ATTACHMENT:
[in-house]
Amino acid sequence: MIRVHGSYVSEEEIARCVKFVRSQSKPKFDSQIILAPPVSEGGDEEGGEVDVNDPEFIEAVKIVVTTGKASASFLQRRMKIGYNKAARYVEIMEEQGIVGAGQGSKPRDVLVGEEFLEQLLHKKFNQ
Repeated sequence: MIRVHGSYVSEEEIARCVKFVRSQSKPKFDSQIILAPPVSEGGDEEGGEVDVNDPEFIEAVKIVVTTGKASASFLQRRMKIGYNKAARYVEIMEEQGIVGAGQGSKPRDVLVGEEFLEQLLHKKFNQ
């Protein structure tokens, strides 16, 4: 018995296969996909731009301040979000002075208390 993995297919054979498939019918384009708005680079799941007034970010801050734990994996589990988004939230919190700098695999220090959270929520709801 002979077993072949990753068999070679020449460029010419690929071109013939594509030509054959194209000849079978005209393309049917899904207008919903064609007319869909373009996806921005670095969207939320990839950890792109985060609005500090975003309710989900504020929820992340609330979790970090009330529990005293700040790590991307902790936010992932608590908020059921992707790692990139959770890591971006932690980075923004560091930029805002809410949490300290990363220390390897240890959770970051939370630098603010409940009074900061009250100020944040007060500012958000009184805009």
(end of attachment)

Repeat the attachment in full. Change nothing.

[in-house]
Amino acid sequence: MIRVHGSYVSEEEIARCVKFVRSQSKPKFDSQIILAPPVSEGGDEEGGEVDVNDPEFIEAVKIVVTTGKASASFLQRRMKIGYNKAARYVEIMEEQGIVGAGQGSKPRDVLVGEEFLEQLLHKKFNQ
Repeated sequence: MIRVHGSYVSEEEIARCVKFVRSQSKPKFDSQIILAPPVSEGGDEEGGEVDVNDPEFIEAVKIVVTTGKASASFLQRRMKIGYNKAARYVEIMEEQGIVGAGQGSKPRDVLVGEEFLEQLLHKKFNQ
């Protein structure tokens, strides 16, 4: 018995296969996909731009301040979000002075208390 993995297919054979498939019918384009708005680079799941007034970010801050734990994996589990988004939230919190700098695999220090959270929520709801 002979077993072949990753068999070679020449460029010419690929071109013939594509030509054959194209000849079978005209393309049917899904207008919903064609007319869909373009996806921005670095969207939320990839950890792109985060609005500090975003309710989900504020929820992340609330979790970090009330529990005293700040790590991307902790936010992932608590908020059921992707790692990139959770890591971006932690980075923004560091930029805002809410949490300290990363220390390897240890959770970051939370630098603010409940009074900061009250100020944040007060500012958000009184805009």